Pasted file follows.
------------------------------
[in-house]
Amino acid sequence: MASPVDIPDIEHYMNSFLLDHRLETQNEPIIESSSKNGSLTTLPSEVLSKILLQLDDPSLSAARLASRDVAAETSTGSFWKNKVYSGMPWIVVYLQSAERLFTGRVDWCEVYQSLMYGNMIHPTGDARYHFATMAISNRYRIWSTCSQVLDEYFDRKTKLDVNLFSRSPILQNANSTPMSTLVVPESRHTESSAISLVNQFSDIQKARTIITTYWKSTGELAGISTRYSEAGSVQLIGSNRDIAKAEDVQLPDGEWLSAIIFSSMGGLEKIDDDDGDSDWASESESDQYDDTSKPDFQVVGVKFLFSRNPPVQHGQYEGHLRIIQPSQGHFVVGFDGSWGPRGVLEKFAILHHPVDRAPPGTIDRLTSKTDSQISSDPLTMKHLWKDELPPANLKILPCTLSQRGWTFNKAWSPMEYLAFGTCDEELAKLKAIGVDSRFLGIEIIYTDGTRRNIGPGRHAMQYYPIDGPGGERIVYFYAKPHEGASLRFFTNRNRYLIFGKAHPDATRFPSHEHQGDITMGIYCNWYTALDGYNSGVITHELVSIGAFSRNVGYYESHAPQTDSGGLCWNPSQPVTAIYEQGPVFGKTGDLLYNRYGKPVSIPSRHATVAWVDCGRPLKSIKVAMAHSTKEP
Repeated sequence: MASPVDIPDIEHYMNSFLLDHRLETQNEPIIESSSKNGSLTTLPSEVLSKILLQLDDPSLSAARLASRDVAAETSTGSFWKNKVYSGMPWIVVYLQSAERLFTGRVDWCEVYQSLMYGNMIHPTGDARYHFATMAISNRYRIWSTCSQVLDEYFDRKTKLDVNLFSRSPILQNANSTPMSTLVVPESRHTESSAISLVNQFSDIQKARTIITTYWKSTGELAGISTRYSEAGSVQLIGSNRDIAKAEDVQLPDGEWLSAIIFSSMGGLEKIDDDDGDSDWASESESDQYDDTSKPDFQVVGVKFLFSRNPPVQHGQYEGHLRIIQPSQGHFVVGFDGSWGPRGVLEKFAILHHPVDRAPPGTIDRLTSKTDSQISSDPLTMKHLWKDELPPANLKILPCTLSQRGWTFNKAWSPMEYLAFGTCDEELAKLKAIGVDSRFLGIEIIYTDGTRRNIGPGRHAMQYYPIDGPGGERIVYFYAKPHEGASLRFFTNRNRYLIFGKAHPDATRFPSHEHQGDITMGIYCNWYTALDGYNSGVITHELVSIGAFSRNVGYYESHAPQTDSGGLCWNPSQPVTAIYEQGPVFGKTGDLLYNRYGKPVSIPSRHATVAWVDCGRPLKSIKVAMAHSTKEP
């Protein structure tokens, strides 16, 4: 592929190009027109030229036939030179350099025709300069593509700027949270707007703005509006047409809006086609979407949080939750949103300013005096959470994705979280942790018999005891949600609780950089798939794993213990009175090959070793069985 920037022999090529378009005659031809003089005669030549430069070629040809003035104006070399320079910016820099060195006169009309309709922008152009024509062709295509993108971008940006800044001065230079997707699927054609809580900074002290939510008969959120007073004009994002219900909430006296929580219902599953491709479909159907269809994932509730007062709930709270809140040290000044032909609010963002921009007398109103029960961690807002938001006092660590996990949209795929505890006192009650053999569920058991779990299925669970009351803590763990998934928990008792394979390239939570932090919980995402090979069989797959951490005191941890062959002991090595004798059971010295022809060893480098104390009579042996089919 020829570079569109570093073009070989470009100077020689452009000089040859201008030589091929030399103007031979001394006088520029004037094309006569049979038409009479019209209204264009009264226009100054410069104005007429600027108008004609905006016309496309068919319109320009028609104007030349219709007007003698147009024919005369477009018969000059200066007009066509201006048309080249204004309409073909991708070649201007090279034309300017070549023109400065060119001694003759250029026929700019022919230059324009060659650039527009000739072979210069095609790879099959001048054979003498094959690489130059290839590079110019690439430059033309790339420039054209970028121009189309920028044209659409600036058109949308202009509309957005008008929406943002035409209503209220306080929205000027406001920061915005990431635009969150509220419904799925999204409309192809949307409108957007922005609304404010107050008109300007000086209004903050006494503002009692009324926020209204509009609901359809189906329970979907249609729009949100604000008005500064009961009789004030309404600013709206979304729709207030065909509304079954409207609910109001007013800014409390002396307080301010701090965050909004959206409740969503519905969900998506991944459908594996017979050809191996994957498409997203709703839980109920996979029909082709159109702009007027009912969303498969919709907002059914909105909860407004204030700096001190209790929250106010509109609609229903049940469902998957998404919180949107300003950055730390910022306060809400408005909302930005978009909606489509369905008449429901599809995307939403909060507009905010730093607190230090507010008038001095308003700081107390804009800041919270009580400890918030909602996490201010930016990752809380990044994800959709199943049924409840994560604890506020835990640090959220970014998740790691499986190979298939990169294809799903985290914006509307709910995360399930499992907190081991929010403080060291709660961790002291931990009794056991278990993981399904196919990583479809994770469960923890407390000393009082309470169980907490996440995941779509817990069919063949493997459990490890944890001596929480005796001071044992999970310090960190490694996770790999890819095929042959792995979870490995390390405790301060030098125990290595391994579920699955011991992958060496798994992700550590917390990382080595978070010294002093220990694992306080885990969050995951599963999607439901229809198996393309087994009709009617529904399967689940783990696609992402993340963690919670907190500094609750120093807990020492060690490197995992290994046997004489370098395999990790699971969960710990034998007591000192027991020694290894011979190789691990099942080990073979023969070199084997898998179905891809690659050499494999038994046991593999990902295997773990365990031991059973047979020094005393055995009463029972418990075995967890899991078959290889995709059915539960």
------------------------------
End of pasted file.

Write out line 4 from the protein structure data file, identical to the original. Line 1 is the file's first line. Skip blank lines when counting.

């Protein structure tokens, strides 16, 4: 592929190009027109030229036939030179350099025709300069593509700027949270707007703005509006047409809006086609979407949080939750949103300013005096959470994705979280942790018999005891949600609780950089798939794993213990009175090959070793069985 920037022999090529378009005659031809003089005669030549430069070629040809003035104006070399320079910016820099060195006169009309309709922008152009024509062709295509993108971008940006800044001065230079997707699927054609809580900074002290939510008969959120007073004009994002219900909430006296929580219902599953491709479909159907269809994932509730007062709930709270809140040290000044032909609010963002921009007398109103029960961690807002938001006092660590996990949209795929505890006192009650053999569920058991779990299925669970009351803590763990998934928990008792394979390239939570932090919980995402090979069989797959951490005191941890062959002991090595004798059971010295022809060893480098104390009579042996089919 020829570079569109570093073009070989470009100077020689452009000089040859201008030589091929030399103007031979001394006088520029004037094309006569049979038409009479019209209204264009009264226009100054410069104005007429600027108008004609905006016309496309068919319109320009028609104007030349219709007007003698147009024919005369477009018969000059200066007009066509201006048309080249204004309409073909991708070649201007090279034309300017070549023109400065060119001694003759250029026929700019022919230059324009060659650039527009000739072979210069095609790879099959001048054979003498094959690489130059290839590079110019690439430059033309790339420039054209970028121009189309920028044209659409600036058109949308202009509309957005008008929406943002035409209503209220306080929205000027406001920061915005990431635009969150509220419904799925999204409309192809949307409108957007922005609304404010107050008109300007000086209004903050006494503002009692009324926020209204509009609901359809189906329970979907249609729009949100604000008005500064009961009789004030309404600013709206979304729709207030065909509304079954409207609910109001007013800014409390002396307080301010701090965050909004959206409740969503519905969900998506991944459908594996017979050809191996994957498409997203709703839980109920996979029909082709159109702009007027009912969303498969919709907002059914909105909860407004204030700096001190209790929250106010509109609609229903049940469902998957998404919180949107300003950055730390910022306060809400408005909302930005978009909606489509369905008449429901599809995307939403909060507009905010730093607190230090507010008038001095308003700081107390804009800041919270009580400890918030909602996490201010930016990752809380990044994800959709199943049924409840994560604890506020835990640090959220970014998740790691499986190979298939990169294809799903985290914006509307709910995360399930499992907190081991929010403080060291709660961790002291931990009794056991278990993981399904196919990583479809994770469960923890407390000393009082309470169980907490996440995941779509817990069919063949493997459990490890944890001596929480005796001071044992999970310090960190490694996770790999890819095929042959792995979870490995390390405790301060030098125990290595391994579920699955011991992958060496798994992700550590917390990382080595978070010294002093220990694992306080885990969050995951599963999607439901229809198996393309087994009709009617529904399967689940783990696609992402993340963690919670907190500094609750120093807990020492060690490197995992290994046997004489370098395999990790699971969960710990034998007591000192027991020694290894011979190789691990099942080990073979023969070199084997898998179905891809690659050499494999038994046991593999990902295997773990365990031991059973047979020094005393055995009463029972418990075995967890899991078959290889995709059915539960």